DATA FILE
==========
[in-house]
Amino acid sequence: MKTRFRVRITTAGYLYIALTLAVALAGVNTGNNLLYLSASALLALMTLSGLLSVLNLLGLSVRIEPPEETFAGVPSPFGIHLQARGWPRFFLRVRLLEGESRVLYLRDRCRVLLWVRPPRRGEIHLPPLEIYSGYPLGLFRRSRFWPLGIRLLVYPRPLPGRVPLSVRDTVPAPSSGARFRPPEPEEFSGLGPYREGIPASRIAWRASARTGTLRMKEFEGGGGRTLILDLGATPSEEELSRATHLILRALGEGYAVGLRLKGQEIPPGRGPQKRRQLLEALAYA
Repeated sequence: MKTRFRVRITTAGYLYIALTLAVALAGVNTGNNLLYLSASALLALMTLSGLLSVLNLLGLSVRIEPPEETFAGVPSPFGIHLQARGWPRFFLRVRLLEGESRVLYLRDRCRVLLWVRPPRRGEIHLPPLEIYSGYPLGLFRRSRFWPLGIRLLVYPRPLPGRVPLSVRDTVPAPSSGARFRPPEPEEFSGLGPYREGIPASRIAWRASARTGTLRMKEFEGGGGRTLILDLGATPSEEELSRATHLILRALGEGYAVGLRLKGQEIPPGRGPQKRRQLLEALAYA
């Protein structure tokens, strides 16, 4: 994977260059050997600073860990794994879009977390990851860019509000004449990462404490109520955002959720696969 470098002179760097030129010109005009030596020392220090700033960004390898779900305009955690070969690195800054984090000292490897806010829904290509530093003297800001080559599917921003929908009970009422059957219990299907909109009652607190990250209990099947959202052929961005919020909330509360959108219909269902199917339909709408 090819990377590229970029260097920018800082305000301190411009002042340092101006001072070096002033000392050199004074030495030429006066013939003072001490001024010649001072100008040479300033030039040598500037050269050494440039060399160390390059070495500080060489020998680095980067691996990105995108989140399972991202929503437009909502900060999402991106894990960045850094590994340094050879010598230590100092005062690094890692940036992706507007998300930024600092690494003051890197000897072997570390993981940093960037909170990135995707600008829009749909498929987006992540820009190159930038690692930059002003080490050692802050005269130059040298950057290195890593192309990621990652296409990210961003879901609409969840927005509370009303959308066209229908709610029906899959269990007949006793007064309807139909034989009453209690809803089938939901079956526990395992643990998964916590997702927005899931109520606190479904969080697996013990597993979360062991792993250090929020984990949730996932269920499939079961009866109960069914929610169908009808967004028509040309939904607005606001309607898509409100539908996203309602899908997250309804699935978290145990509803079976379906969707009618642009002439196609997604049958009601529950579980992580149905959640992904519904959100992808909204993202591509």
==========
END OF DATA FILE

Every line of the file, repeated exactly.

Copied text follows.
[in-house]
Amino acid sequence: MKTRFRVRITTAGYLYIALTLAVALAGVNTGNNLLYLSASALLALMTLSGLLSVLNLLGLSVRIEPPEETFAGVPSPFGIHLQARGWPRFFLRVRLLEGESRVLYLRDRCRVLLWVRPPRRGEIHLPPLEIYSGYPLGLFRRSRFWPLGIRLLVYPRPLPGRVPLSVRDTVPAPSSGARFRPPEPEEFSGLGPYREGIPASRIAWRASARTGTLRMKEFEGGGGRTLILDLGATPSEEELSRATHLILRALGEGYAVGLRLKGQEIPPGRGPQKRRQLLEALAYA
Repeated sequence: MKTRFRVRITTAGYLYIALTLAVALAGVNTGNNLLYLSASALLALMTLSGLLSVLNLLGLSVRIEPPEETFAGVPSPFGIHLQARGWPRFFLRVRLLEGESRVLYLRDRCRVLLWVRPPRRGEIHLPPLEIYSGYPLGLFRRSRFWPLGIRLLVYPRPLPGRVPLSVRDTVPAPSSGARFRPPEPEEFSGLGPYREGIPASRIAWRASARTGTLRMKEFEGGGGRTLILDLGATPSEEELSRATHLILRALGEGYAVGLRLKGQEIPPGRGPQKRRQLLEALAYA
């Protein structure tokens, strides 16, 4: 994977260059050997600073860990794994879009977390990851860019509000004449990462404490109520955002959720696969 470098002179760097030129010109005009030596020392220090700033960004390898779900305009955690070969690195800054984090000292490897806010829904290509530093003297800001080559599917921003929908009970009422059957219990299907909109009652607190990250209990099947959202052929961005919020909330509360959108219909269902199917339909709408 090819990377590229970029260097920018800082305000301190411009002042340092101006001072070096002033000392050199004074030495030429006066013939003072001490001024010649001072100008040479300033030039040598500037050269050494440039060399160390390059070495500080060489020998680095980067691996990105995108989140399972991202929503437009909502900060999402991106894990960045850094590994340094050879010598230590100092005062690094890692940036992706507007998300930024600092690494003051890197000897072997570390993981940093960037909170990135995707600008829009749909498929987006992540820009190159930038690692930059002003080490050692802050005269130059040298950057290195890593192309990621990652296409990210961003879901609409969840927005509370009303959308066209229908709610029906899959269990007949006793007064309807139909034989009453209690809803089938939901079956526990395992643990998964916590997702927005899931109520606190479904969080697996013990597993979360062991792993250090929020984990949730996932269920499939079961009866109960069914929610169908009808967004028509040309939904607005606001309607898509409100539908996203309602899908997250309804699935978290145990509803079976379906969707009618642009002439196609997604049958009601529950579980992580149905959640992904519904959100992808909204993202591509």